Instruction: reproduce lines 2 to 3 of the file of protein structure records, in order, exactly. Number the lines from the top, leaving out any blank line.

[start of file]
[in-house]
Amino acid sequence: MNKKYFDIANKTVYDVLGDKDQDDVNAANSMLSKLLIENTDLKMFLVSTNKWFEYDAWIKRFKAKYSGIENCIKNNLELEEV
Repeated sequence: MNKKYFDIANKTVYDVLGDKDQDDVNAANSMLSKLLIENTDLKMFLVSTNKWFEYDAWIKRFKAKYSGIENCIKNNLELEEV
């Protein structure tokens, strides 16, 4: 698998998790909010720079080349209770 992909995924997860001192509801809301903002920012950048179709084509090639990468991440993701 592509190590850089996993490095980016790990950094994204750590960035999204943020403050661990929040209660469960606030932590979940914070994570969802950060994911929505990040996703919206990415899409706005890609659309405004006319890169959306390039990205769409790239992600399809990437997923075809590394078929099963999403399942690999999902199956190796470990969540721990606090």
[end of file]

Amino acid sequence: MNKKYFDIANKTVYDVLGDKDQDDVNAANSMLSKLLIENTDLKMFLVSTNKWFEYDAWIKRFKAKYSGIENCIKNNLELEEV
Repeated sequence: MNKKYFDIANKTVYDVLGDKDQDDVNAANSMLSKLLIENTDLKMFLVSTNKWFEYDAWIKRFKAKYSGIENCIKNNLELEEV